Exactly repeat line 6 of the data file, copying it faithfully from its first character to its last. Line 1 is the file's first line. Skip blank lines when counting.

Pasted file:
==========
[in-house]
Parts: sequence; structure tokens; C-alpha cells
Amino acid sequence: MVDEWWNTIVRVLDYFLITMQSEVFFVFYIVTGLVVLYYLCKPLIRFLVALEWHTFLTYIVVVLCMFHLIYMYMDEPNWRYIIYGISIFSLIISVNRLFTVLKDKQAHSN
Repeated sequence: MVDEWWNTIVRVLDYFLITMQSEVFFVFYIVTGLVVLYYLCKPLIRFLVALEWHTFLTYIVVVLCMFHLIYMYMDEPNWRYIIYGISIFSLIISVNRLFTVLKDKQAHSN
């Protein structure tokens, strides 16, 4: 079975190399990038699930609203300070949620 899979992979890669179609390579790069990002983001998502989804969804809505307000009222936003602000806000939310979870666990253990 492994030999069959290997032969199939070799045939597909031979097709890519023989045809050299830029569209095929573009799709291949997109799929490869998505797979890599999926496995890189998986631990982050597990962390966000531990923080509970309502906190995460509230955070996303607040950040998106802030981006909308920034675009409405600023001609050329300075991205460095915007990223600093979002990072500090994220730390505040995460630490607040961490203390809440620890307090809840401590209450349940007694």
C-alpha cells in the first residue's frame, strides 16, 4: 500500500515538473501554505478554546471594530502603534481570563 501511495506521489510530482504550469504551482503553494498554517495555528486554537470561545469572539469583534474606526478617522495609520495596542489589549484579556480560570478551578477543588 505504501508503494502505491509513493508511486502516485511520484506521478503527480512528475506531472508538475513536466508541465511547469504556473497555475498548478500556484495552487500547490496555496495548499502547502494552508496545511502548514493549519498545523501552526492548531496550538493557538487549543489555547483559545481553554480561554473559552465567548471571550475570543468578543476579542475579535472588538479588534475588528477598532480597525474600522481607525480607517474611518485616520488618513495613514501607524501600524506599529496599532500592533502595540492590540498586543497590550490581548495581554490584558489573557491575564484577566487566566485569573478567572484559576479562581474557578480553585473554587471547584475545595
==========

C-alpha cells in the first residue's frame, strides 16, 4: 500500500515538473501554505478554546471594530502603534481570563 501511495506521489510530482504550469504551482503553494498554517495555528486554537470561545469572539469583534474606526478617522495609520495596542489589549484579556480560570478551578477543588 505504501508503494502505491509513493508511486502516485511520484506521478503527480512528475506531472508538475513536466508541465511547469504556473497555475498548478500556484495552487500547490496555496495548499502547502494552508496545511502548514493549519498545523501552526492548531496550538493557538487549543489555547483559545481553554480561554473559552465567548471571550475570543468578543476579542475579535472588538479588534475588528477598532480597525474600522481607525480607517474611518485616520488618513495613514501607524501600524506599529496599532500592533502595540492590540498586543497590550490581548495581554490584558489573557491575564484577566487566566485569573478567572484559576479562581474557578480553585473554587471547584475545595